An overwhelming majority of the members of the Maryland General Assembly’s lower house today decided the state would be better off without natural gas drilling.
In a 97-40 vote this morning, the House of Delegates approved Montgomery County Del. David Fraser-Hidalgo’s proposed permanent statewide ban on fracking. The bill is identical to another measure proposed in the upper house by Baltimore County Sen. Bobby Zirkin.
“As a longtime proponent of legislative initiatives to protect Maryland from the dangers of fracking, I commend the Maryland House of Delegates for voting in support of a fracking ban,” Fraser-Hidalgo said in a statement.
Many had expected the first bill to clear the House of Delegates, but supporters nonetheless expressed joy at clearing a margin that precludes a potential veto from Gov. Larry Hogan.
“We did, I think, expect that we would pass a ban out of the House, but I don’t think we expected we would have as big of a bipartisan majority supporting the ban,” said Mitch Jones, senior policy advocate for Food and Water Watch Maryland, in an interview.
Fracking is one of the top issues facing the state legislature in its current term, which ends in exactly one month. Gov. Larry Hogan’s administration has proposed draft regulations for the Maryland Department of the Environment that would allow energy companies to begin drilling for natural gas after the current two-year moratorium expires on Oct. 1.
Of particular interest to energy firms is a section of Western Maryland that sits atop the Marcellus Shale formation. Hogan’s proposed rule changes would let companies begin excavating those resources, albeit with some proposed strengthening of barriers around wells and other hopeful protections for nearby communities.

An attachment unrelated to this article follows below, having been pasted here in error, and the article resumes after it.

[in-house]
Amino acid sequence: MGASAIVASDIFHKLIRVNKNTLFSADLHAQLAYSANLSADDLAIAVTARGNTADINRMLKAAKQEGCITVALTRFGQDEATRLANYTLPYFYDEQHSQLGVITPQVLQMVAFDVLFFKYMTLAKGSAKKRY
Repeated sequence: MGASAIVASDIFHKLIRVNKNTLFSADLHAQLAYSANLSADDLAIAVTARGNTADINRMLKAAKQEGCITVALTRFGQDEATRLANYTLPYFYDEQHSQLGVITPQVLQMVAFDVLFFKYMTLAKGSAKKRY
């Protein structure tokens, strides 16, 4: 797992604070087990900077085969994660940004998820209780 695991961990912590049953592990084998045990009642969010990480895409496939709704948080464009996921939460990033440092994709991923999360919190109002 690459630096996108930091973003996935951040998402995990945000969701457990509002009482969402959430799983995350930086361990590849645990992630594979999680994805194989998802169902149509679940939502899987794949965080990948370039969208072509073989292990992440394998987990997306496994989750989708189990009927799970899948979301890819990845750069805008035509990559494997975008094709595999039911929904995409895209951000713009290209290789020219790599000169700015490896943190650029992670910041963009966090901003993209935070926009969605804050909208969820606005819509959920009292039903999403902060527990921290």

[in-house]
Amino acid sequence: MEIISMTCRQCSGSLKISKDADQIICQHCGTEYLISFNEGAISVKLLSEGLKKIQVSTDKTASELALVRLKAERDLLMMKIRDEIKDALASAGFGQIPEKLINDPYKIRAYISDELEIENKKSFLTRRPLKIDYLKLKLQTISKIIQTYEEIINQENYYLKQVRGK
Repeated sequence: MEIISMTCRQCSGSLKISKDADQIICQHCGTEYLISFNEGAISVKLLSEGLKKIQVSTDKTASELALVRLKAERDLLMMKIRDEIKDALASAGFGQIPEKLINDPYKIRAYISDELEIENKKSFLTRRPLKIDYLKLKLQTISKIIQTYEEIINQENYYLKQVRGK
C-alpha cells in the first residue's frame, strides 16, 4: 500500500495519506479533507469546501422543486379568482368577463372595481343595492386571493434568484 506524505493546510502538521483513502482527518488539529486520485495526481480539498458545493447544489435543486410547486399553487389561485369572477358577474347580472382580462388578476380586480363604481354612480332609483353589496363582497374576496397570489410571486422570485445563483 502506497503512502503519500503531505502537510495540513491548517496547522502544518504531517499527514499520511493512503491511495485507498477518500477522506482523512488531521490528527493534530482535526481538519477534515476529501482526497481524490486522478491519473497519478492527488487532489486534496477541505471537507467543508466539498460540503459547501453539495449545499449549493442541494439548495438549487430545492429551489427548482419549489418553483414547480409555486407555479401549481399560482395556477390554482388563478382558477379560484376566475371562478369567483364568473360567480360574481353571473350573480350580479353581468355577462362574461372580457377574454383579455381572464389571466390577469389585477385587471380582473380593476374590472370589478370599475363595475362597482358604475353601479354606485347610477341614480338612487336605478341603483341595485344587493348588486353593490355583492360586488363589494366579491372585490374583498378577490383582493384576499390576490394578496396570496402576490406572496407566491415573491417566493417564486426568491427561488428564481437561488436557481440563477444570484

Hogan’s office hasn’t responded to a request for comment on today’s vote.
To prevent any drilling from happening, Fraser-Hidalgo and Zirkin jointly proposed a permanent fracking ban, cross-filing identical bills in both houses of the legislature. An alternative measure proposed by Baltimore Sen. Joan Carter Conway, chair of the Senate Education, Health and Environmental Affairs Committee, would extend the current moratorium until October 2019, but allow counties to vote via referendum on whether they want to allow drilling in their jurisdictions. Environmental advocates worry the latter bill could create a patchwork of fracking-friendly zones across the state.
Faith leaders, nonprofits and elected officials from across the state have backed a permanent ban on fracking, arguing allowing companies to drill would create potential public health risks like groundwater contamination, methane pollution and seismic instability. Additionally, last Thursday, more than 1,000 people marched through Annapolis to express support for an all-out ban.
The Senate must now vote in favor Zirkin’s bill for the measure to make it to Hogan’s desk. After today’s vote of approval, those advocating for a full ban are hoping to get Sen. Conway and Senate President Miller on board. Jones, of Food and Water Watch Maryland, said a majority of senators already support Zirkin’s measure.
Conway hasn’t responded to a request for comment on today’s vote or a potential Senate vote on the ban.
“The only question now is whether or not Sen. Conway will join with the majority of her colleagues in allowing a vote in her committee,” Jones said.
If she does, he says, proponents of the ban could get a large enough majority to override any potential veto from Hogan.
Latest posts by Ethan McLeod (see all)
- The Foundery is closing at City Garage, plans to reopen in old Central Avenue space - January 22, 2019
- Tuesday Morning Headlines: More than a dozen shootings through weekend, despite cold; Shutdown leads TSA to shut down checkpoint at BWI; and more - January 22, 2019
- Friday Afternoon Headlines: City didn’t follow through on E. 26th Street inspections; Pugh touts drops in crime in WaPo op-ed; and more - January 18, 2019